There are politicians who wish to promote Chicago and resent attempts at a critical history of the politics and men who shape our urban landscape. There are others who prefer peace over truth in their neighborhood. Nevertheless, the building of contemporary Chicago as a multicultural metropolis raises questions of meaning for everyone who lives here. Even if they are ignorant of the city's history, their lives are channeled by a grid of streets, a wall of buildings and a city council fumbling in the dark.

Some believe no one can be truly human without remembering the past, nor can he be truly human without a moral view of what was done in the past. Yet to say this is to appropriate the values of Western Civilization and the religious beliefs that shaped that civilization. The faceless architecture of (post)modernism leaves them as disturbed as when they view a man without a face. In spite of this, forgetting does have political advantages for those who wish to gain and keep power.

At the core of remembering the Fort Dearborn Massacre and the monument set up to commemorate it is the desire to affirm a way of life and a civilization. From this point of view, the New World is really an old story in the clash of other civilizations with the West. The Americans who set up the statue to commemorate the Fort Dearborn massacre understood that tolerance is fundamentally different from multiculturalism.

There is an old copy of Daniel Goodwin, Jr.'s 1832 book Dearborns; A Discourse Commemorative of the Eightieth Anniversary of the Occupation of Fort Dearborn, in the University of Illinois library at Urbana. Goodwin wrote a dedication for the book in his own handwriting to the Chicago Literary Club, "For whom the Dearborns was written and before whom it was first read by one who wishes to be kindly remembered by his contemporaries."

Old men hope to be kindly remembered, but history and our contemporaries may do otherwise. Certainly, those involved in the Fort Dearborn Massacre have blood on their hands. That's hardly a kindly remembrance. Those who try to remember this event today do so looking back through a stream of time that is muddied by politics. It is in the interest of Chicago's politicians to bleach the world.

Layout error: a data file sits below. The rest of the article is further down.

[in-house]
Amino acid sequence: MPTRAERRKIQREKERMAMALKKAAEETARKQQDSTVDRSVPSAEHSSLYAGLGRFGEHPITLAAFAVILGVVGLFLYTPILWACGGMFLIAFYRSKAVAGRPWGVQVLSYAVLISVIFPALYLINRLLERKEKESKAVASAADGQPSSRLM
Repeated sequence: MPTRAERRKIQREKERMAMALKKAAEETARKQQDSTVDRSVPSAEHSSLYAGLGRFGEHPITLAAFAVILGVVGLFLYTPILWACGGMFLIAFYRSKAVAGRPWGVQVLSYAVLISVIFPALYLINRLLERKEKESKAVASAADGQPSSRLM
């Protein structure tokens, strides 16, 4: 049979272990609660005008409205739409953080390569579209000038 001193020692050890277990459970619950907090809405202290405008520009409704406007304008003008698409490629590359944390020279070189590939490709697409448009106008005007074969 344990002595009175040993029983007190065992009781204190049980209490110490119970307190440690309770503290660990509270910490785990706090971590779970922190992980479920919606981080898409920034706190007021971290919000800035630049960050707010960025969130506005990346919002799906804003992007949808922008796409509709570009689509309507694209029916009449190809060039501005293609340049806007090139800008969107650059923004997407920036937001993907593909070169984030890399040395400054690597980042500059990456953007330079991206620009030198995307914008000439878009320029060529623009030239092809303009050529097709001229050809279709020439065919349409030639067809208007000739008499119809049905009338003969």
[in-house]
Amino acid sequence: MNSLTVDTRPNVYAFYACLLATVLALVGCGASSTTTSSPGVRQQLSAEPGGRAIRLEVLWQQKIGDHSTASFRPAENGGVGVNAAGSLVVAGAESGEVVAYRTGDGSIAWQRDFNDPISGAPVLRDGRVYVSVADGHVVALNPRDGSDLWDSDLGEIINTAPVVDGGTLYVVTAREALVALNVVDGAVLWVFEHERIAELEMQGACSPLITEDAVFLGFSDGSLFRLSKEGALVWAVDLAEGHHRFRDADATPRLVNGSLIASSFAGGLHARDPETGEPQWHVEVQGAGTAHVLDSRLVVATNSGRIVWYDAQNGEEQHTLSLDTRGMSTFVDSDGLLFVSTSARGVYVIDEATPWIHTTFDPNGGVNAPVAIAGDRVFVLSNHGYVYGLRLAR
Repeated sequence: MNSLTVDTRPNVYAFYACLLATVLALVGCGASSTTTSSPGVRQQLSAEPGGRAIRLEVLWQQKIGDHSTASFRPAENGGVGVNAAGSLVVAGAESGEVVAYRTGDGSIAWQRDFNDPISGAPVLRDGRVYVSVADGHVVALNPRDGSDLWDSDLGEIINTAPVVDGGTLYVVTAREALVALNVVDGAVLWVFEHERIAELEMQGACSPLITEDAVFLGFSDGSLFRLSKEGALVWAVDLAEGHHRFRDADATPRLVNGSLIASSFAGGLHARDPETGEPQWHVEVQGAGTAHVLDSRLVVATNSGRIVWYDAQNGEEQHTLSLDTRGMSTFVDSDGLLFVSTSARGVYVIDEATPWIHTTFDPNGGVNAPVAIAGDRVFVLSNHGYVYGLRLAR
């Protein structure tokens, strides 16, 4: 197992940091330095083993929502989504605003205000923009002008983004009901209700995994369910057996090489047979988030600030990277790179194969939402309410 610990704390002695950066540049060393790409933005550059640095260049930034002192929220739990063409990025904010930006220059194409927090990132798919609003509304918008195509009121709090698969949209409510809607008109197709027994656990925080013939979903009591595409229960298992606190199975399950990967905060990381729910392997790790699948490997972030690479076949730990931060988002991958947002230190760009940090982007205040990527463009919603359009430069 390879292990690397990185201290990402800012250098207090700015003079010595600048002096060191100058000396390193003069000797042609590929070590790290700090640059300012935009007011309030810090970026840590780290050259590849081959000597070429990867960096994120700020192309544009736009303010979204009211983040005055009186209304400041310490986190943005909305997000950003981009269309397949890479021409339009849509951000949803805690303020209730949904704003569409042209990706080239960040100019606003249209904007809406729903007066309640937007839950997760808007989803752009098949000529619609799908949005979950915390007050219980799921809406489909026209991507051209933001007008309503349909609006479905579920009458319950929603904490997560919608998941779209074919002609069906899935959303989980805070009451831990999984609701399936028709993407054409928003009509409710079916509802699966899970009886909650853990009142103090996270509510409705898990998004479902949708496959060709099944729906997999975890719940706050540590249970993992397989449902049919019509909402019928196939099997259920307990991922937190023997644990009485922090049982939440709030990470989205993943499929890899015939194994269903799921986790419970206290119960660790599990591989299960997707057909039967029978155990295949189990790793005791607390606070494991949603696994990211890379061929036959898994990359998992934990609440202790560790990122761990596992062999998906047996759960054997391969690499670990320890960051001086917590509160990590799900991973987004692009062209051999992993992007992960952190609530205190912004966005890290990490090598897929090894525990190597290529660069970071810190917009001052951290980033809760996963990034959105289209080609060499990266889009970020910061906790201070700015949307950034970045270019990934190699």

The bleaching of history by politics was a gradual process in Chicago, but it seems to be a steady one. Kenneth E. Foote discusses in his book Shadowed Ground: America's Landscapes of Violence and Tragedy, how the gradual emergence of the Fort Dearborn Massacre became a symbol for Chicago's growth and vigor. Later, as the city attempted to absorb the black migration from south and as the multiculturalism of the '60s began to influence public education, the symbol of Fort Dearborn began to be displaced. White settlers triumphing over the wilderness did not serve the political interests of the Democratic Party that would control Chicago for more than fifty years.

Foote writes, "After 1893 the Fort Dearborn Massacre was framed as the birth of Chicago and gradually received increasing public attention and support, particularly among the city's elite...The massacre became a conveniently heroic anchor point for civic history. In many respects the Fort Dearborn Massacre has been recast in the same mold as the Great Fire. Both events expressed Chicago's 'I will' spirit..." Today, the Fort Dearborn Massacre is more an expression of "I Will Forget" instead of an affirmation of Western values. What began as an anchor point for civic history has become a political dividing line.